Offering a conclusion that thousands of homeowners have already come to in the past year, the federal government said today that it has found a “strong association” between sulfur emissions from defective drywall and corrosion of pipes, wires and other metal components in homes.
The finding from a study of 51 homes paves the way for the next phase in the investigation: creating protocols for identifying and remediating defective drywall.
Today’s results are the second that the Consumer Product Safety Commission and other federal agencies have released regarding the defective building material. The first report, on an investigation of only 10 homes, was released last month and offered evidence that the drywall was giving off elevated levels of sulfuric compounds, particularly hydrogen sulfide. However, it stopped short of linking the drywall to either the corrosion or health problems being reported by homeowners.
The CPSC has collected 2,091 complaints of defective drywall problems from homeowners in 30 states, the District of Columbia and Puerto Rico—making this one of the largest consumer product safety investigations in its history.
The CPSC—which is the lead agency on the issue—has spent $3.5 million and engaged 15 percent of its staff to work on the defective drywall problem, spokesman Scott Wolfson said.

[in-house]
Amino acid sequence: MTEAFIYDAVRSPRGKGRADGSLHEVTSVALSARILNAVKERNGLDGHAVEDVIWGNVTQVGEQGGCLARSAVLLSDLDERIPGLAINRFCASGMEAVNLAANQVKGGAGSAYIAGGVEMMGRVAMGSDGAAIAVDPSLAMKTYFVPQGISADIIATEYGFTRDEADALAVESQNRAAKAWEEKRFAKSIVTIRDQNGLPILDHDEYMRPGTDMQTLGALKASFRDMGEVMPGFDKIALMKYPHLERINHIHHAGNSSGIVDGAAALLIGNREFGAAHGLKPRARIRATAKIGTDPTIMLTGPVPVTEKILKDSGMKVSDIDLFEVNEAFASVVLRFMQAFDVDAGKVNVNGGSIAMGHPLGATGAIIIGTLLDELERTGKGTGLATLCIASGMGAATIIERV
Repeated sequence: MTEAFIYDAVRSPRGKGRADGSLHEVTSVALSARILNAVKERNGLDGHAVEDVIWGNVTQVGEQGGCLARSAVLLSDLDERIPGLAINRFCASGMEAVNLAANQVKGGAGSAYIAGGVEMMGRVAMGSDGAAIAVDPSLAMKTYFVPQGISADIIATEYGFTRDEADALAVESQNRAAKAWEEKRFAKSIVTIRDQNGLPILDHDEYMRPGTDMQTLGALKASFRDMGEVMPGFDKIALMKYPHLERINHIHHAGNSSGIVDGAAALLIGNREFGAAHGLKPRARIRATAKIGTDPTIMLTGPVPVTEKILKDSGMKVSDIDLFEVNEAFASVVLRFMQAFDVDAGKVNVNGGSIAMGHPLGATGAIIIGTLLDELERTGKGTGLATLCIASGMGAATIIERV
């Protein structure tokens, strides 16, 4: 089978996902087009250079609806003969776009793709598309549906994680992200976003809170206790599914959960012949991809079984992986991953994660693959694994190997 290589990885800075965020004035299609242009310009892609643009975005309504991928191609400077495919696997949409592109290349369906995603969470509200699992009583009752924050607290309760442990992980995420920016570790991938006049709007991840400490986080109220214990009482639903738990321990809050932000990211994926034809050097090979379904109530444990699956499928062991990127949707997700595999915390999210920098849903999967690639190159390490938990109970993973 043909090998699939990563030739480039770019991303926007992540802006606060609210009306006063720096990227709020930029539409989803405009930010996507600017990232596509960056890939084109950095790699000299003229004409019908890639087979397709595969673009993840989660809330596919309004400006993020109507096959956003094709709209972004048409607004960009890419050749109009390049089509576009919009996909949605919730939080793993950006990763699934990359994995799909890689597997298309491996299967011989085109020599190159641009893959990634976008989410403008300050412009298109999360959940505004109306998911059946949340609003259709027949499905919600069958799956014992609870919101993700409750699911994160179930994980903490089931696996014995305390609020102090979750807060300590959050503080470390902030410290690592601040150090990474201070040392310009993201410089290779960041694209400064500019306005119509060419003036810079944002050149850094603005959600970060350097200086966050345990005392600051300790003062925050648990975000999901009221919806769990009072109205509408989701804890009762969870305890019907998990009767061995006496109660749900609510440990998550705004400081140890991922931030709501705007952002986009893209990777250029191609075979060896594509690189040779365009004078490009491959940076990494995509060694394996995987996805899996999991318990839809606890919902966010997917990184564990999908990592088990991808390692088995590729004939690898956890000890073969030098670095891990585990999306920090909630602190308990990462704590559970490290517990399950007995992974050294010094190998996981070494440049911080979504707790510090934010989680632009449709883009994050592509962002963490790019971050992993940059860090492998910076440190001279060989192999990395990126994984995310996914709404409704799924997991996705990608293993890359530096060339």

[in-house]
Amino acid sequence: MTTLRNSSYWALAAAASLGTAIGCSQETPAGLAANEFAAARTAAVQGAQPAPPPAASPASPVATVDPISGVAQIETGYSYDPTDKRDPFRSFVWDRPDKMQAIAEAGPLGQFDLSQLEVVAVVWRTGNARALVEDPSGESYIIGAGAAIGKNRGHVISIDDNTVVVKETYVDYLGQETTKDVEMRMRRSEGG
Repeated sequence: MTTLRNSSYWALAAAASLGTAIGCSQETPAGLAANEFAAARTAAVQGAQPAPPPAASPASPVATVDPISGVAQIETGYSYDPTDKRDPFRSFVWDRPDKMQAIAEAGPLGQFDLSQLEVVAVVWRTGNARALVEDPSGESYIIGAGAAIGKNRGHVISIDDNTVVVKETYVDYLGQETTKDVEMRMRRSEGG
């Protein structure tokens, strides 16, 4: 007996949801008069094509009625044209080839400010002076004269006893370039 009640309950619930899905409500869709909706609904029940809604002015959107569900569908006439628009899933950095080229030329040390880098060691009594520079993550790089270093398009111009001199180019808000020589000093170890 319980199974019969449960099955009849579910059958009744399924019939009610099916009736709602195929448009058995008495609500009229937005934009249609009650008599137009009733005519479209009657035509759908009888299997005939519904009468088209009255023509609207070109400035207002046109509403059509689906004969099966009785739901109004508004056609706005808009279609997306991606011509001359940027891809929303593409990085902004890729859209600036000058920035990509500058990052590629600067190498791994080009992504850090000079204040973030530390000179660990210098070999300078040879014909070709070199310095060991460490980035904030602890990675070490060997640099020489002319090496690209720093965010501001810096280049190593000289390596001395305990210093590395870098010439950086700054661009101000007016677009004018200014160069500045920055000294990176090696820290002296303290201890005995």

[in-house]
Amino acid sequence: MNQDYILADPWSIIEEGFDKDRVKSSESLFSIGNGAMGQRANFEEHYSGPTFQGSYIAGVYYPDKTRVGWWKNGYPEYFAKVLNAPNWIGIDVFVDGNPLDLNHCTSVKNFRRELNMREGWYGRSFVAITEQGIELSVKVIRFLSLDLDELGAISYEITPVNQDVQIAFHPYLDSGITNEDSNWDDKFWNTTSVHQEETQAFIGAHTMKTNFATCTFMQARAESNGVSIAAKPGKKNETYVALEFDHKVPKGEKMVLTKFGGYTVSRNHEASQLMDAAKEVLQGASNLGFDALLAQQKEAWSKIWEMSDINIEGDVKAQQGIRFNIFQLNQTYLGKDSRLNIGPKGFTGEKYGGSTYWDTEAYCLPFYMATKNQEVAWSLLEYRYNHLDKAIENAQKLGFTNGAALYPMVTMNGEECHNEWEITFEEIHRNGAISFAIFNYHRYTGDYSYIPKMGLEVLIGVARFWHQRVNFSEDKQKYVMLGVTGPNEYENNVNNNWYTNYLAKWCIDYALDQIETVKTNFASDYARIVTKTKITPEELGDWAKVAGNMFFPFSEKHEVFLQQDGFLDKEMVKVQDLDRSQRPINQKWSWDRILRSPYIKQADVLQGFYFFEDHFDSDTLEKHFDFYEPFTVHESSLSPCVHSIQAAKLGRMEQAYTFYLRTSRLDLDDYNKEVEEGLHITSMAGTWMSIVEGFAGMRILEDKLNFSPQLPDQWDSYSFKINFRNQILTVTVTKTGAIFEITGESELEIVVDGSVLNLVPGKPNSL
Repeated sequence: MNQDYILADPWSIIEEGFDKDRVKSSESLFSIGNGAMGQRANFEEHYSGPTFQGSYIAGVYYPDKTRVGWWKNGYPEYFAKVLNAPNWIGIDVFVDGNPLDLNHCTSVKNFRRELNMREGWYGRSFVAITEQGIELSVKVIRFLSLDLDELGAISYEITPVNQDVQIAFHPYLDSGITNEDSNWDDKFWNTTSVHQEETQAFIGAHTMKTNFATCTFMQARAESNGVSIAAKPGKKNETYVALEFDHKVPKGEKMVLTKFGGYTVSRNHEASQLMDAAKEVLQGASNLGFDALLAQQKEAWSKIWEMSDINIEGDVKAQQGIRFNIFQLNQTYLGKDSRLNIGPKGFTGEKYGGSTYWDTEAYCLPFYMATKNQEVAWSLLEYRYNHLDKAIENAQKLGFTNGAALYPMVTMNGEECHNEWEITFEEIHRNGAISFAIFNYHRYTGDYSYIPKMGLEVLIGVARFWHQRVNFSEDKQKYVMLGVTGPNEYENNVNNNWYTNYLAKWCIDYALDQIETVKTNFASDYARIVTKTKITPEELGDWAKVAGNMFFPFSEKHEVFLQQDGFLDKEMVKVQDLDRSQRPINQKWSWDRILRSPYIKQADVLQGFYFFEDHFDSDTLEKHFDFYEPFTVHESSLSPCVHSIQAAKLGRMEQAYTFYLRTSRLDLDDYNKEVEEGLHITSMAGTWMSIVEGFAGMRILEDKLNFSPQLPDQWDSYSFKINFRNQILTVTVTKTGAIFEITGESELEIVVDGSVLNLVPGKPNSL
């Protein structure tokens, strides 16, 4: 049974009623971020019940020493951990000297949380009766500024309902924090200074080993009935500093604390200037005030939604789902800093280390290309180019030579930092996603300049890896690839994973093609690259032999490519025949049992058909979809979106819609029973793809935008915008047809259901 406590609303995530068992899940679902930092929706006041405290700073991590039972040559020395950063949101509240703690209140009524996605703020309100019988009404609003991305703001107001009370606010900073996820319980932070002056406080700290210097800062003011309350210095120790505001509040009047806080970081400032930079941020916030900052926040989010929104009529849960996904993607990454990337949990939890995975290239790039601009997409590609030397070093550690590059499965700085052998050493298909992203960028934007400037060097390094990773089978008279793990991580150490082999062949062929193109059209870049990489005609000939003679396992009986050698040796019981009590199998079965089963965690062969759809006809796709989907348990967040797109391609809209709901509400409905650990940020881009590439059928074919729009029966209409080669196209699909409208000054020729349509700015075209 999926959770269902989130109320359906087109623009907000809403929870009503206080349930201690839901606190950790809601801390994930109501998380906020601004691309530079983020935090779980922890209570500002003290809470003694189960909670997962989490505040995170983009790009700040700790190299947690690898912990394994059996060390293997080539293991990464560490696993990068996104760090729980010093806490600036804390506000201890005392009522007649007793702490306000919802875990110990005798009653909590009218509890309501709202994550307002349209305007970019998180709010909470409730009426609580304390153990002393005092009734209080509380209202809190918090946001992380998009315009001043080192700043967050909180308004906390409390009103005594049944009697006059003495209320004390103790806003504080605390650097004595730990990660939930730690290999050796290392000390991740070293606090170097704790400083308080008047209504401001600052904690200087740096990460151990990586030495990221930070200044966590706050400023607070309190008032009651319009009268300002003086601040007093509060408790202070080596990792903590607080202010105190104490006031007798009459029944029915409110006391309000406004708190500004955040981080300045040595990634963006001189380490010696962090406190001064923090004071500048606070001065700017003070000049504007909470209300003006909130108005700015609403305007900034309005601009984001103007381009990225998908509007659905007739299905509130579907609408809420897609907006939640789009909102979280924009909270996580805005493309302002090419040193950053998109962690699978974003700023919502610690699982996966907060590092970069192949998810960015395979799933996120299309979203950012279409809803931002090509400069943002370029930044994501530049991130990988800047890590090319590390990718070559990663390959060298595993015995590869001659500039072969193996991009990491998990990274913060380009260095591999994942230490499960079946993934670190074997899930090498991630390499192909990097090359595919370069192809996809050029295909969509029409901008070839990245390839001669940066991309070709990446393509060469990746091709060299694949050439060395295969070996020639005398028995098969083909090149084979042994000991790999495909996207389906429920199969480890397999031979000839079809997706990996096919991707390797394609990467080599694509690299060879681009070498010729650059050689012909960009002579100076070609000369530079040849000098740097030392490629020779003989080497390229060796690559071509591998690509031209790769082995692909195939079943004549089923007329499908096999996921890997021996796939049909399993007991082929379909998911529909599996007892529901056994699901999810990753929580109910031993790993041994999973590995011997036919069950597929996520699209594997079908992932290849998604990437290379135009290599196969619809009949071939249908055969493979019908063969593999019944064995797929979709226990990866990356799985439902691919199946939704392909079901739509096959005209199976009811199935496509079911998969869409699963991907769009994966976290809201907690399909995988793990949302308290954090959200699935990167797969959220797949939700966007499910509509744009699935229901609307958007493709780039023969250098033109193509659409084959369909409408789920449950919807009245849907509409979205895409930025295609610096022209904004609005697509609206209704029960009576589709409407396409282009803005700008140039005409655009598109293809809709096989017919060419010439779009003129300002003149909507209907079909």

It is working with a number of other agencies to create the Interagency Drywall Task Force, including the Environmental Protection Agency, the Centers for Disease Control and the U.S. Department of Housing and Urban Development.
While the government was able to find a correlation between the drywall and corrosion, it stopped short of making a link between the drywall and health problems. Preliminary findings said that hydrogen sulfide and formaldehyde in homes were both below irritant levels, but that “additive or synergistic effects” of the “sulfide, plus formaldehyde, plus other components,” could cause health effects.
“Ongoing studies will examine health and safety effects, but we are now ready to get to work fixing this problem,” CPSC chairman Inez Tenenbaum said in a statement.
The defective drywall issue was first brought to public attention about a year ago, mostly with problems with certain drywall imported from China, although some homeowners with American-made drywall have complained of similar symptoms. Most of the drywall appears to have been installed in homes sometime between 2000 and 2008.
The CPSC has sent a letter with the most recent finding to the Internal Revenue Service so it can make a determination about possible casualty loss assessments.
By Allison Ross, The Palm Beach Post, Fla. November 24, 2009